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Thirsty Ears Festival is Bach

Sarah Przybyla | August 8, 2017 | Feature Features

This classical music street festival aims to hit the high notes again with its second year.
Pianist and composer Amy Wurtz performs at last year's Thirsty Ears Festival.

In a city that’s full of street fests, Thirsty Ears Festival feels right at home. Chicago’s only classical music street festival returns to Ravenswood for its second year. Put on by Access Contemporary Music, this festival aims to make classical music from composers, both new and household names, accessible to a wider audience and to keep an emphasis on contemporary classical music.

Seth Boustead, executive director and founder of ACM, created this festival with his organization’s mission in mind. “ACM is always trying to figure out intriguing ways to put music from [primarily] living musicians in front of new people,” Boustead says. “Our mission is presenting classical music as a living art form.”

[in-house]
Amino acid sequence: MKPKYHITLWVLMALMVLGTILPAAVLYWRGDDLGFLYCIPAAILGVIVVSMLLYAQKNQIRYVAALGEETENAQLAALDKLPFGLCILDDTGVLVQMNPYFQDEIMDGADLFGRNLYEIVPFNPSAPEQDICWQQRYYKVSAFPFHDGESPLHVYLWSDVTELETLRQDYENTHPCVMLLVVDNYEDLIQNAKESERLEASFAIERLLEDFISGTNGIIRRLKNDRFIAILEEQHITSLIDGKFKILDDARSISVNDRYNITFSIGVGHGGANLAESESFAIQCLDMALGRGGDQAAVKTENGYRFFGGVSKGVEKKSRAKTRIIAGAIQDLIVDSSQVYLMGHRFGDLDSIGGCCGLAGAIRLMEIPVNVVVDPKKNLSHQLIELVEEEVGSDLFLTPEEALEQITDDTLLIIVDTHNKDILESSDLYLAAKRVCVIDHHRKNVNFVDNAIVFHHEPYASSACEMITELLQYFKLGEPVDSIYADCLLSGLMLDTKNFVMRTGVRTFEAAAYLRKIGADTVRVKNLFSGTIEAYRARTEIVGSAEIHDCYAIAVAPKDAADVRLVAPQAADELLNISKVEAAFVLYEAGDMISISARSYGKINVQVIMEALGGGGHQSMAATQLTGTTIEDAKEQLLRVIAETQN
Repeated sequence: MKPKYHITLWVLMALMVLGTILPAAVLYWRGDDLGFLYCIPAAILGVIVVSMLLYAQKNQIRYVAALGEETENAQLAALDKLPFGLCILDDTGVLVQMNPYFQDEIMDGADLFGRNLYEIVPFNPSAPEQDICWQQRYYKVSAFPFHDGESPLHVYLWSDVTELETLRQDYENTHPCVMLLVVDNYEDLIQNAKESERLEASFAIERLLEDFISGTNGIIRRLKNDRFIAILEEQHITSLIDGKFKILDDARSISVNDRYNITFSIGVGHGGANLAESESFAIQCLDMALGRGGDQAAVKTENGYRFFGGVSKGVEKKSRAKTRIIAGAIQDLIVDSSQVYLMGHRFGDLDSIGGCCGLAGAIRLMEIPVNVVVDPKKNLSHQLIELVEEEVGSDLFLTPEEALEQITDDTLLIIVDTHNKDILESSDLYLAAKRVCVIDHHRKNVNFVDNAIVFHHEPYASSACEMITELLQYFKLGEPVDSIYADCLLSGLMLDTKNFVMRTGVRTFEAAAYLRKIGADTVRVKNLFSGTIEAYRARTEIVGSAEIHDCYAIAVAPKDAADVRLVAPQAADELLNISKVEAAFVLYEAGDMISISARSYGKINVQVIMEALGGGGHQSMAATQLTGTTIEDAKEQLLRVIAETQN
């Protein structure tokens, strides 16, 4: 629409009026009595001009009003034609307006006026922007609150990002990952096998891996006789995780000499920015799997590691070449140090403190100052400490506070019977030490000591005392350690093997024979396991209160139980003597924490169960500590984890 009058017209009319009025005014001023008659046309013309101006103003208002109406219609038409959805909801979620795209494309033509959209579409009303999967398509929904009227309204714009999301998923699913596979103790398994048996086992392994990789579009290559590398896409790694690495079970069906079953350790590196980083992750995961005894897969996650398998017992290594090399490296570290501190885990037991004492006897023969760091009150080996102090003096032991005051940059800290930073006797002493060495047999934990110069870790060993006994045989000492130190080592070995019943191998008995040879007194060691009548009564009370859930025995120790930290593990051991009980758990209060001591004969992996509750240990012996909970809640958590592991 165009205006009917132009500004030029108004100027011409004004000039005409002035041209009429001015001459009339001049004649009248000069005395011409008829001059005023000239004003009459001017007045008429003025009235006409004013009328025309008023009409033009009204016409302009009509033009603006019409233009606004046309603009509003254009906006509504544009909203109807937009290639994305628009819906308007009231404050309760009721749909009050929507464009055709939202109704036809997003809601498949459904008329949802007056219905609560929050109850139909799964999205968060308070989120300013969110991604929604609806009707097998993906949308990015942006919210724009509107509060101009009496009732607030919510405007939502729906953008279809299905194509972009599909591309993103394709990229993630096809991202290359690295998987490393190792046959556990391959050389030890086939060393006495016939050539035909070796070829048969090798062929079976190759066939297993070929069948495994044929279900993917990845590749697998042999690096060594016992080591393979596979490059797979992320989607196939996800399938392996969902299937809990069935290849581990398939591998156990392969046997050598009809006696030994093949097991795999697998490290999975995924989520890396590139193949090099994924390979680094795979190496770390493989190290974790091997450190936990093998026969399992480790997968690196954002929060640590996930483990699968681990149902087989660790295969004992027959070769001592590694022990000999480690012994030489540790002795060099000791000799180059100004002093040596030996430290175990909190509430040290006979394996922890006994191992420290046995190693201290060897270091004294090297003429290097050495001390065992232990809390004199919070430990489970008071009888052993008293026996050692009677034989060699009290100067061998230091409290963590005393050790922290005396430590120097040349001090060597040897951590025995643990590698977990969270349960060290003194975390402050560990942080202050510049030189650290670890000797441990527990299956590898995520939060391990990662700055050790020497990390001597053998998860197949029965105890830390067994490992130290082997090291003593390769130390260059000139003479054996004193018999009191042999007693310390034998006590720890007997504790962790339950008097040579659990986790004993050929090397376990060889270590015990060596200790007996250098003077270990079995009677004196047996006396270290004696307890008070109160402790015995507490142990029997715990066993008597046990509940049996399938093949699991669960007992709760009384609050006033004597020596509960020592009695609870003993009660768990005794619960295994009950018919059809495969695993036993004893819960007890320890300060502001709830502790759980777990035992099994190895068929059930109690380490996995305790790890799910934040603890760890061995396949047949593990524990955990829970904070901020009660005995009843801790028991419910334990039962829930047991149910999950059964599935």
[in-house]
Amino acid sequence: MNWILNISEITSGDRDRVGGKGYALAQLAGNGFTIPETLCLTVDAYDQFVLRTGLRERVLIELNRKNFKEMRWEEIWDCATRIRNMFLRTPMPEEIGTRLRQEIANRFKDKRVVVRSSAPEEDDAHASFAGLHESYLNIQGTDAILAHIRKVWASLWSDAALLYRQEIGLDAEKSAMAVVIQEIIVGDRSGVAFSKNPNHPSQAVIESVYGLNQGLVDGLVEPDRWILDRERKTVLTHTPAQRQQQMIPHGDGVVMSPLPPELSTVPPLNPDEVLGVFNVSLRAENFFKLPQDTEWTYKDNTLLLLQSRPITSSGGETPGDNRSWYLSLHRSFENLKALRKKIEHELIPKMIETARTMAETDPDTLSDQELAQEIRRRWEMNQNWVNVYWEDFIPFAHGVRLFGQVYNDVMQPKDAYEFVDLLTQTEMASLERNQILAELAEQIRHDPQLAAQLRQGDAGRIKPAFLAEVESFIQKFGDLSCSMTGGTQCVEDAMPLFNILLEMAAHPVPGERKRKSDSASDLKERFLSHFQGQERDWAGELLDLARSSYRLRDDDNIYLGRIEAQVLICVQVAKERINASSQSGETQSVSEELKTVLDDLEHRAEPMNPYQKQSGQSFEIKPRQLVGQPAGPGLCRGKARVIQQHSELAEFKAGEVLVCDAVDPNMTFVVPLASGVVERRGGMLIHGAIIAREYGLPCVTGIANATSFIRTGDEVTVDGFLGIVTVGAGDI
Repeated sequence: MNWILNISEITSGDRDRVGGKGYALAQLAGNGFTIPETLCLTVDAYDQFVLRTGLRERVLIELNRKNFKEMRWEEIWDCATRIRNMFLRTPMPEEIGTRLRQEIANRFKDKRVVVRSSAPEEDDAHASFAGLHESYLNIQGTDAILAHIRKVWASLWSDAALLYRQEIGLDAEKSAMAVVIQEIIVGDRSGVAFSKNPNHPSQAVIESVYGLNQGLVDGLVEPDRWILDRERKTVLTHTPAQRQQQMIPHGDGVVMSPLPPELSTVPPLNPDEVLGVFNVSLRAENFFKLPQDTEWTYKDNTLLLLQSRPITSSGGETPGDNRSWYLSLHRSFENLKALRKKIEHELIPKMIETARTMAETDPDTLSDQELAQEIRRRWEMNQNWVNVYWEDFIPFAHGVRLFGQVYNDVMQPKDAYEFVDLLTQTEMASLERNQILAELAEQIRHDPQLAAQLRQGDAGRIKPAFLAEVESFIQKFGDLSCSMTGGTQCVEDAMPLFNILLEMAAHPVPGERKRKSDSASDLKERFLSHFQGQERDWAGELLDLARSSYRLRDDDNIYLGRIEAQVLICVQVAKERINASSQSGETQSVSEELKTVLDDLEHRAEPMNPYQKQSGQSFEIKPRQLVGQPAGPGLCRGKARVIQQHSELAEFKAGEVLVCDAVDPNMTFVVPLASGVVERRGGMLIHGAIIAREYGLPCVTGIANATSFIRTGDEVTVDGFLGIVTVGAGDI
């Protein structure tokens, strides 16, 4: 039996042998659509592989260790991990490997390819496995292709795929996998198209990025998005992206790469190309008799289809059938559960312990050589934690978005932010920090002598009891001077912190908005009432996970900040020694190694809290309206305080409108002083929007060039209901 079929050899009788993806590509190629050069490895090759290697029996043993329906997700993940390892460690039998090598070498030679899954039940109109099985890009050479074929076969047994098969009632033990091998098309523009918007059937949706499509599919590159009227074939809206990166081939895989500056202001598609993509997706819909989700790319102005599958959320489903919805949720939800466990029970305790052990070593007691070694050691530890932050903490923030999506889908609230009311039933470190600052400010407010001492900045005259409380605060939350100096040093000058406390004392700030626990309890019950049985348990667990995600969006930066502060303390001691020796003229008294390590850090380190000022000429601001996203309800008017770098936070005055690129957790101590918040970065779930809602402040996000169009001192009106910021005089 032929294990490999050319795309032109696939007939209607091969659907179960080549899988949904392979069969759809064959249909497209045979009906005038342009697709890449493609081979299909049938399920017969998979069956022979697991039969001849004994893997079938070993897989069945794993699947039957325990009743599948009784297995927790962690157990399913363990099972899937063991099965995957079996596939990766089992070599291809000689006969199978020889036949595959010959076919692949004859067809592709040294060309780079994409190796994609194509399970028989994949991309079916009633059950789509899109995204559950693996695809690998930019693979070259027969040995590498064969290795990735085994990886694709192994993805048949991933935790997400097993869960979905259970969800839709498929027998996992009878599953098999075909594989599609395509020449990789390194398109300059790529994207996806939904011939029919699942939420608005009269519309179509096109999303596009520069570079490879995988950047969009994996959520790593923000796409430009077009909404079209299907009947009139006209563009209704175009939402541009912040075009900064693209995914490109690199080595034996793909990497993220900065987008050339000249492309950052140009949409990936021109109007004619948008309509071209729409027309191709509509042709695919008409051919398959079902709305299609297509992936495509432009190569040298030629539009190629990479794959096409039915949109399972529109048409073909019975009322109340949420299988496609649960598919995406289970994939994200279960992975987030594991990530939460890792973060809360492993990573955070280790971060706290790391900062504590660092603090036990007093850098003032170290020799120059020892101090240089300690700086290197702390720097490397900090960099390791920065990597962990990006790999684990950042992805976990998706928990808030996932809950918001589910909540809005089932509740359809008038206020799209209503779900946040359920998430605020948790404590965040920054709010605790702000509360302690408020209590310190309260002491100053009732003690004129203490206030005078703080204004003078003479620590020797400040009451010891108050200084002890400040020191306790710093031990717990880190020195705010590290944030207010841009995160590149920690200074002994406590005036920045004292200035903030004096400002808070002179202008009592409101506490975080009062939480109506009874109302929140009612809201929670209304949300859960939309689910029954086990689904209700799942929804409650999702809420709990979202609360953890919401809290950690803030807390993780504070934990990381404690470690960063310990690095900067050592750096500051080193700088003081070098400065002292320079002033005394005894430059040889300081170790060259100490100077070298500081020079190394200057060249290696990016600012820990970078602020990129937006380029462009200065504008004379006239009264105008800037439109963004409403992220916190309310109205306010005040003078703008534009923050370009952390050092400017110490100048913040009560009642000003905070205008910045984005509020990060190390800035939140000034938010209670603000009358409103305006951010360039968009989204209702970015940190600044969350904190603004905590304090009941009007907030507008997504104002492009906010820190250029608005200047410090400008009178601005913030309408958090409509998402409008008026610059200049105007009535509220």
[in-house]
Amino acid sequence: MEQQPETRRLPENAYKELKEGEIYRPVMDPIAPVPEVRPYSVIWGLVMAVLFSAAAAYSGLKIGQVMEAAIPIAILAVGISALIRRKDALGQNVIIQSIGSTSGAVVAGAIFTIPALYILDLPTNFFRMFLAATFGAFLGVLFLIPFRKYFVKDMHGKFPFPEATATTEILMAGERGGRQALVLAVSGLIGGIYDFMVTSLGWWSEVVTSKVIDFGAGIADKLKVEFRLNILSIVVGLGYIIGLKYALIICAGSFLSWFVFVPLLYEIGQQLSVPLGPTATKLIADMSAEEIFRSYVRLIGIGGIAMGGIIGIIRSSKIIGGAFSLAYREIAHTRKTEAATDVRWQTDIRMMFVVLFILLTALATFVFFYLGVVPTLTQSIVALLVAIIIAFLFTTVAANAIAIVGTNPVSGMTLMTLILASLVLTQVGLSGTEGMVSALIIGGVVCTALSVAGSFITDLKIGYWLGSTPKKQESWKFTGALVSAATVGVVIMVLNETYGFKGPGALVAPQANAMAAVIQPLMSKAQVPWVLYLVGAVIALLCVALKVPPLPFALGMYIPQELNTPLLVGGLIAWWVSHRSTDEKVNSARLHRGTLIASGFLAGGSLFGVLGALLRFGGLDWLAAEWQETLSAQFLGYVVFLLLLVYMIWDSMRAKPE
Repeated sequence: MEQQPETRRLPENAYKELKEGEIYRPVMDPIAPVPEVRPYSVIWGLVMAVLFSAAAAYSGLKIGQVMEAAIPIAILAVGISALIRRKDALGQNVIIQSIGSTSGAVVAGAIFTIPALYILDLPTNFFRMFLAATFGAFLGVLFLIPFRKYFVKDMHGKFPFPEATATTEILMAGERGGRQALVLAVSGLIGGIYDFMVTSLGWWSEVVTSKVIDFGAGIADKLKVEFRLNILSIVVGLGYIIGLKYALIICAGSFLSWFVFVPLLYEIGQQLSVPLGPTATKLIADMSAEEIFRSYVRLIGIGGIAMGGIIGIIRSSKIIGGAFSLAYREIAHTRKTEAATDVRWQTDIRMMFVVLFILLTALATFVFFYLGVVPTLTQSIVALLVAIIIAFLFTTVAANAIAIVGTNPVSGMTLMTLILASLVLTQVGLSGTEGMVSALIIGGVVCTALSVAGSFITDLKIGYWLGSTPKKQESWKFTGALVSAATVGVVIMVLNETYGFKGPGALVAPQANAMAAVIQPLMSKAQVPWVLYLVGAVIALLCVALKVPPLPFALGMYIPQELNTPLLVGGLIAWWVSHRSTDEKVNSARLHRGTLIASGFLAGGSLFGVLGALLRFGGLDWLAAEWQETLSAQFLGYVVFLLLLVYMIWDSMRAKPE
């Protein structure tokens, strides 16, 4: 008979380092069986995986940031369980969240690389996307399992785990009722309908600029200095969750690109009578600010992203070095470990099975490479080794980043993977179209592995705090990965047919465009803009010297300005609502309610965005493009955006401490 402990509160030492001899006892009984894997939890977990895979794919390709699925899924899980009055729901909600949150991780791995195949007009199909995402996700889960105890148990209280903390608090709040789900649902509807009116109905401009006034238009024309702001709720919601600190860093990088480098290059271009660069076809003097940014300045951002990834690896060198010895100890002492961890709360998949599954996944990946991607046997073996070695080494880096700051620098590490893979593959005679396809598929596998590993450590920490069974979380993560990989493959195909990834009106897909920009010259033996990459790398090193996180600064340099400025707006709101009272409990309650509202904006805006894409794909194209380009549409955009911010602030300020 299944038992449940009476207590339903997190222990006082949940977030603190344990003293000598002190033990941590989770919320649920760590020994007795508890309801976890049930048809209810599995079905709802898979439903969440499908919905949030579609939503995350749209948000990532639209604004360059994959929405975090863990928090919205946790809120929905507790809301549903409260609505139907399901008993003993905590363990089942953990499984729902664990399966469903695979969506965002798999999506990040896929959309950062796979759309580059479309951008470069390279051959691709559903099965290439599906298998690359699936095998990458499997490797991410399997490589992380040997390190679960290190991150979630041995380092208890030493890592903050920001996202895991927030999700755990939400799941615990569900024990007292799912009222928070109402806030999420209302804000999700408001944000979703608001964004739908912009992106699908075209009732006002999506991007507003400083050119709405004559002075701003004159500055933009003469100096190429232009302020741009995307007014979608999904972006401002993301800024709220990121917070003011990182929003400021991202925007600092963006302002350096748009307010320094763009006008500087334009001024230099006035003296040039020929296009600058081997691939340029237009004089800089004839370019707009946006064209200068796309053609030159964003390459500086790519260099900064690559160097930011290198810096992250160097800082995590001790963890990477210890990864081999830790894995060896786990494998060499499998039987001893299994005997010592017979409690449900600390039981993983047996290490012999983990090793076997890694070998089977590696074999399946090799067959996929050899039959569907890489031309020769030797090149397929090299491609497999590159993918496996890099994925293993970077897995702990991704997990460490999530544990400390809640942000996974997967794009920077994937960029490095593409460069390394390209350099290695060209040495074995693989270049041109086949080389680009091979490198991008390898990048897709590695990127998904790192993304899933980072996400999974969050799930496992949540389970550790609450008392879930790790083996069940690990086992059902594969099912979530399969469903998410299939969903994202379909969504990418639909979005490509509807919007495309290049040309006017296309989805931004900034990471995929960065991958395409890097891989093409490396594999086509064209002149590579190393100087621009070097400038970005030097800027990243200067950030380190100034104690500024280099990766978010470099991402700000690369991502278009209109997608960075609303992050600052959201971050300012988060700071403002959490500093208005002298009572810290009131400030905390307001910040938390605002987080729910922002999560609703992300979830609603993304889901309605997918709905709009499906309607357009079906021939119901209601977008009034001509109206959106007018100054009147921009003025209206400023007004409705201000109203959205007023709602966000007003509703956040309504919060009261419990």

Although this festival’s setup is similar to most (there’s music, food and drinks), Boustead wants to avoid a generic festival without a neighborhood identity. “The Ravenswood neighborhood is amazing, and I feel really good about the fact that we have such local vendors,” Boustead says. “It feels very organic in that respect.” Food trucks and beer from Chicago’s Empirical Brewery will make appearances both days as well as booths from local vendors and kid-friendly activities.

Last year’s festival drew a crowd of 4,000 people. This year, they’re hoping to double that number with the addition of a second full day. Fifteen soloists and ensembles will perform a wide range of classical music—from famous composers like Bach, to the world premiere of a Sonata by pianist Matthew Ganong—but Boustead wants to keep a focus on the contemporary in order to showcase a broader collection of work from the classical community. The festival’s emphasis on younger composers hopes to reshape the stereotypes surrounding classical music composers—you’ll find no old men in white wigs here. Aug. 12-13, times vary, $5 suggested donation, 1758 W. Wilson Ave.


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